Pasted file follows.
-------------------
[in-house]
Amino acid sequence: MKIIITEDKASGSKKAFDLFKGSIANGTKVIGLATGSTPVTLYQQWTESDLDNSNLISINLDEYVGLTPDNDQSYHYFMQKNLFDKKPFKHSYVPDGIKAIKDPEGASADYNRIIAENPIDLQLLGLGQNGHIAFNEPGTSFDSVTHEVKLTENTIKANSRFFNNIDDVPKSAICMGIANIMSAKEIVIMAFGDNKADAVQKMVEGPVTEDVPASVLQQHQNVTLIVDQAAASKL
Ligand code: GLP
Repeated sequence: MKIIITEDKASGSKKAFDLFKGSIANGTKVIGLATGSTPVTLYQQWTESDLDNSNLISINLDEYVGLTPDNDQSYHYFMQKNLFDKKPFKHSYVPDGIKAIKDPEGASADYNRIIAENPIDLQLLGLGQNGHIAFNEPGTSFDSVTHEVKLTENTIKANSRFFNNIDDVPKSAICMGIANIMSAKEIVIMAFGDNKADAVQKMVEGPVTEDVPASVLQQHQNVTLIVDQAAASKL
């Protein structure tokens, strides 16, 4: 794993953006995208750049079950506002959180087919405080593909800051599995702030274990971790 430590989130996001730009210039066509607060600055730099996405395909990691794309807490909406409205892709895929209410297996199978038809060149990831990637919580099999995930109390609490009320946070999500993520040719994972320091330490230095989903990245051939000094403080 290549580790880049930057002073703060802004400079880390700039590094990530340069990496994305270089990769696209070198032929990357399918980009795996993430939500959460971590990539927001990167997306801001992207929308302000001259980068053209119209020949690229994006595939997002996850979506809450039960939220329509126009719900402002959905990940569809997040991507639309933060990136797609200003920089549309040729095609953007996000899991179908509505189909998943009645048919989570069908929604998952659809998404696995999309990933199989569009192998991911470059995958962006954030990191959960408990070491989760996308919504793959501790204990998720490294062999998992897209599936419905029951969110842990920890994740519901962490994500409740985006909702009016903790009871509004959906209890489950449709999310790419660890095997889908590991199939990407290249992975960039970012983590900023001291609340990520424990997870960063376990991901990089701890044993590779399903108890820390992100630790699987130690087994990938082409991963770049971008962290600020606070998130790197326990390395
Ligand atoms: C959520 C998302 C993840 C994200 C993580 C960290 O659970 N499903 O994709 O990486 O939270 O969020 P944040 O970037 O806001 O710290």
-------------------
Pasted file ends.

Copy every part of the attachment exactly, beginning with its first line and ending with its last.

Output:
[in-house]
Amino acid sequence: MKIIITEDKASGSKKAFDLFKGSIANGTKVIGLATGSTPVTLYQQWTESDLDNSNLISINLDEYVGLTPDNDQSYHYFMQKNLFDKKPFKHSYVPDGIKAIKDPEGASADYNRIIAENPIDLQLLGLGQNGHIAFNEPGTSFDSVTHEVKLTENTIKANSRFFNNIDDVPKSAICMGIANIMSAKEIVIMAFGDNKADAVQKMVEGPVTEDVPASVLQQHQNVTLIVDQAAASKL
Ligand code: GLP
Repeated sequence: MKIIITEDKASGSKKAFDLFKGSIANGTKVIGLATGSTPVTLYQQWTESDLDNSNLISINLDEYVGLTPDNDQSYHYFMQKNLFDKKPFKHSYVPDGIKAIKDPEGASADYNRIIAENPIDLQLLGLGQNGHIAFNEPGTSFDSVTHEVKLTENTIKANSRFFNNIDDVPKSAICMGIANIMSAKEIVIMAFGDNKADAVQKMVEGPVTEDVPASVLQQHQNVTLIVDQAAASKL
């Protein structure tokens, strides 16, 4: 794993953006995208750049079950506002959180087919405080593909800051599995702030274990971790 430590989130996001730009210039066509607060600055730099996405395909990691794309807490909406409205892709895929209410297996199978038809060149990831990637919580099999995930109390609490009320946070999500993520040719994972320091330490230095989903990245051939000094403080 290549580790880049930057002073703060802004400079880390700039590094990530340069990496994305270089990769696209070198032929990357399918980009795996993430939500959460971590990539927001990167997306801001992207929308302000001259980068053209119209020949690229994006595939997002996850979506809450039960939220329509126009719900402002959905990940569809997040991507639309933060990136797609200003920089549309040729095609953007996000899991179908509505189909998943009645048919989570069908929604998952659809998404696995999309990933199989569009192998991911470059995958962006954030990191959960408990070491989760996308919504793959501790204990998720490294062999998992897209599936419905029951969110842990920890994740519901962490994500409740985006909702009016903790009871509004959906209890489950449709999310790419660890095997889908590991199939990407290249992975960039970012983590900023001291609340990520424990997870960063376990991901990089701890044993590779399903108890820390992100630790699987130690087994990938082409991963770049971008962290600020606070998130790197326990390395
Ligand atoms: C959520 C998302 C993840 C994200 C993580 C960290 O659970 N499903 O994709 O990486 O939270 O969020 P944040 O970037 O806001 O710290």